1
$\begingroup$

I'm trying to apply a Granger Causality test to panel data. I've found enough literature to understand that topic. However, I've been unable to find and R package to carry out that analysis. I'm wondering if anybody know whether there is around any package to deal with that. Thanks!

I'm adding a potential solution, but new questions arose.

The solution that I found is apply a Granger Non- Causality test and using Generalized Method of Moments (GMM). In the Erdil & Yetkiner’s (2004) paper you can find a description of Granger non-causality test with panel data. To perform a GMM I used the plm package for R. If you have a look at its tutorial (Croissant & Millo, 2008), you’ll see that the built-in function pgmm (page 17) removes the individual effect by the first difference and time dummies are included. The function’s summary also provides some tests to assess the model. For instance, to check serial autocorrelation in the residuals, Wald tests for coefficients and for time dummies and the Sargan test to evaluate if there is correlation between the instrumental variable and the residuals. Then I performed a Wald test (the first one in Erdil & Yetkiner, 2004) with the sum of squared residuals of an unrestricted model (SSRu) and of a restricted model (SSRr). Now, my questions for the audience are:

1) Do the time dummies remove the time effect? I think so.

1.1) What if the time dummies aren't significant?

2) Therefore, if I got rid of the individuals and time effects, is the Wald test (SSRr-SSRu) be as a Wald test applied to an OLS model? I think so. If so, I’m not sure about the freedom degrees. Let’s see first the test suggested by Erdil & Yetkiner (2004):

$$W=\frac{(SSRr-SSRu)/Np}{SSRu/[NT-N(1+p)-p]}$$

where N= number of individuals, T=years and p=number of lags. Note that they didn’t get rid of individuals and time effects (at least that's what I understood). Now, if I got rid of individuals and time effects the Wald test as applied to OLS models would be: $$W=\frac{(SSRr-SSRu)/m}{SSRu/ (n-k)}$$ where m= number of restrictions (number of coefficients that were removed from the unrestricted model to turn it restricted), k= total number of coefficients in the unrestricted model and n= number of observation.

More questions:

3) What is number of observation?

3.1) Is it the number of year or number of years*number of individuals? If it is number of years it seems reasonable, but if it is the product between years and individual it doesn’t. For example, in my case I have 328 individual and 13 years, so it is 4264; therefore, the numerator in the Wald test will be very, very small and I’ll be rejecting everything.

Finally,

4) Am I right doing as I did?

Again, any help will be much appreciated

$\endgroup$
5
  • $\begingroup$ For non-panel data Granger causality test is a simple F-test of a certain regression. I surmise it should be something similar for panel data. Maybe there is no package because it is not necessary? $\endgroup$ – mpiktas Nov 7 '13 at 7:47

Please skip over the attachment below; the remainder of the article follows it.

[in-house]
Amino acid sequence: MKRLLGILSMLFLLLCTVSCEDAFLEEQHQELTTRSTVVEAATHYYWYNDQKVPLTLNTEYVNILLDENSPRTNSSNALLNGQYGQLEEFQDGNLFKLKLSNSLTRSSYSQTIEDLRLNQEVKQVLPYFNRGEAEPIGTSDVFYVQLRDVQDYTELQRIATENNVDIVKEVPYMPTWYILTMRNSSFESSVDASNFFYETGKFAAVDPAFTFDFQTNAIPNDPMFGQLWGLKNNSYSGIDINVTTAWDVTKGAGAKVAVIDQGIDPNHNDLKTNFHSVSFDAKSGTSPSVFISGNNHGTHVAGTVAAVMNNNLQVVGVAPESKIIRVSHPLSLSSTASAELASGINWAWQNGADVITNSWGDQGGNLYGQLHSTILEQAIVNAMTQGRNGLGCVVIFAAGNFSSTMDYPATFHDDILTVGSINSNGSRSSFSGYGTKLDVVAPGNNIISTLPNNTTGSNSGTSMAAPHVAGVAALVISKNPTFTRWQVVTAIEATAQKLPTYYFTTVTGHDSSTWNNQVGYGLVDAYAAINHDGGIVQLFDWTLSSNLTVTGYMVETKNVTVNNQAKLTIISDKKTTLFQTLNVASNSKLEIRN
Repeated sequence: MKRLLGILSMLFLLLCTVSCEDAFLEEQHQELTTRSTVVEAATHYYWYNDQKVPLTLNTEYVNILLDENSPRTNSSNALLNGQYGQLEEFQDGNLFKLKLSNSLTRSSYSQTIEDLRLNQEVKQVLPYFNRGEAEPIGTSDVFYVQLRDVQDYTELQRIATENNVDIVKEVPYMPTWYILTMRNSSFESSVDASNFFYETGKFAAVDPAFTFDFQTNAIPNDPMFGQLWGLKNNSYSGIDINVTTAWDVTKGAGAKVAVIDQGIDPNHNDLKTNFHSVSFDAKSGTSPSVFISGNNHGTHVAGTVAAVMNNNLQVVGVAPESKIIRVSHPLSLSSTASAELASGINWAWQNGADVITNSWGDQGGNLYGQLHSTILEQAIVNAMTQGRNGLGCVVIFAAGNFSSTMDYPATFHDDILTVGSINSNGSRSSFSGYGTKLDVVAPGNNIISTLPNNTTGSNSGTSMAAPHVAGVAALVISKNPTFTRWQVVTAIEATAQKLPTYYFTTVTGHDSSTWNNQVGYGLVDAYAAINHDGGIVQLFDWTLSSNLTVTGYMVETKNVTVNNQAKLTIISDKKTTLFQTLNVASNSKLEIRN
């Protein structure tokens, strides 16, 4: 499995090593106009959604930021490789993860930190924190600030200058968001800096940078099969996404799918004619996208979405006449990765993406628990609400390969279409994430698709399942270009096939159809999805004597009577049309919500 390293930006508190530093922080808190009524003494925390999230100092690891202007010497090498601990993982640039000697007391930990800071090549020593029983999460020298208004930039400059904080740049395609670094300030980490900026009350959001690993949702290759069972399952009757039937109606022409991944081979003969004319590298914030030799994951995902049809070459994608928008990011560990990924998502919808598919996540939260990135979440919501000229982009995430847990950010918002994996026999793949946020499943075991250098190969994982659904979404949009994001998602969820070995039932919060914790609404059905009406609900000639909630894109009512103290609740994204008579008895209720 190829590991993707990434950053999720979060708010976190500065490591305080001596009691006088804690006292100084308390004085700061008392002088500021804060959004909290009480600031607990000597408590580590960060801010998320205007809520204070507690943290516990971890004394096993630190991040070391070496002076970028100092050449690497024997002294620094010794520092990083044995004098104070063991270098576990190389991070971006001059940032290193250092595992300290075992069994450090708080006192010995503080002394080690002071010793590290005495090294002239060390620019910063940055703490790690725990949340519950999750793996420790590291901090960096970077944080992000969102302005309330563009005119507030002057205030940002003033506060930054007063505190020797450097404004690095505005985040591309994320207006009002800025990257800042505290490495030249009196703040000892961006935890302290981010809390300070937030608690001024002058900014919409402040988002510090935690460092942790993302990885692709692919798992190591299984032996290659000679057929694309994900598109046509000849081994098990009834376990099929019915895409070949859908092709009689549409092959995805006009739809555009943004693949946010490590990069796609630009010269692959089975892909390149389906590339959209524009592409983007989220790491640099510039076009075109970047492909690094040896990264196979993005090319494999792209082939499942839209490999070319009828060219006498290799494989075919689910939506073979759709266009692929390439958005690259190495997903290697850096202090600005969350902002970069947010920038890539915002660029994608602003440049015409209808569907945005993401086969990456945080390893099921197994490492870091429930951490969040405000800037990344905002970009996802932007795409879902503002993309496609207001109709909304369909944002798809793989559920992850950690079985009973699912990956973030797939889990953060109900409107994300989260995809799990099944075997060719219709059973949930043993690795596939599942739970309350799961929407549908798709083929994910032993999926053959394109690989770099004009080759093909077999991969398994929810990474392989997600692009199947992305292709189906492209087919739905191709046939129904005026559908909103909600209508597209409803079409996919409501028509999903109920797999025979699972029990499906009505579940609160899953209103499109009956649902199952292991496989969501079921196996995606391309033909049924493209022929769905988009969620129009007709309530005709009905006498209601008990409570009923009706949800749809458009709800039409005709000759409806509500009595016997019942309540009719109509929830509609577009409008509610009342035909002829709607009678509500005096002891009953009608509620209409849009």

• $\begingroup$ Even though Granger causality test may be manually carried out for non-panel data, there are some packages that perform that test (e.g. Package lmtest, function grangertest). Regarding panel data, it seems to be not that simple (e.g. ...Short Panel Granger Causality Tests...). There are several additional considerations to take into account. However, it just may be the fact that I'm overwhelmed and I'm unable to properly code the procedures. $\endgroup$ – Rafael Nov 8 '13 at 22:07
  • 1
    $\begingroup$ In the development version of the R package plm, there is a function called pgrangertest to perform the panel Granger causality test by Dumitrescu/Hurlin (2012). $\endgroup$ – Helix123 Oct 1 '17 at 10:16
  • $\begingroup$ Hi @Helix123, thanks for the tip, I'll have a look at this function. $\endgroup$ – Rafael Oct 5 '17 at 2:47
  • 1
    $\begingroup$ The lasted official CRAN release of R package plm (version 1.6-6) now contains the function pgrangertest to perform the panel Granger causality test by Dumitrescu/Hurlin (2012). $\endgroup$ – Helix123 Nov 11 '17 at 13:40
1
$\begingroup$

There is actually an R package for this here based on a paper by Dumitrescu and Hurlin. This paper provides a clear and succinct explanation of the test.

Unfortunately, it does not accommodate multivariate models. The main idea, though, would be the same - run separate Granger tests on each unit, get the mean Wald statistic, and get a Z score using the formulas or bootstrapping as in the paper.

I'm working on a Python library to do the multivariate test and can link you to my Github when I'm done!

$\endgroup$
1
  • 1
    $\begingroup$ thanks for your answer and nice to hear you're working on that packages. My Python skills are pretty limited, so for now, I wouldn't bother you with access to your Github. It's appreciated it anyway - Rafael $\endgroup$ – Rafael May 4 at 8:10

Your Answer

By clicking “Post Your Answer”, you agree to our terms of service, privacy policy and cookie policy

Not the answer you're looking for? Browse other questions tagged or ask your own question.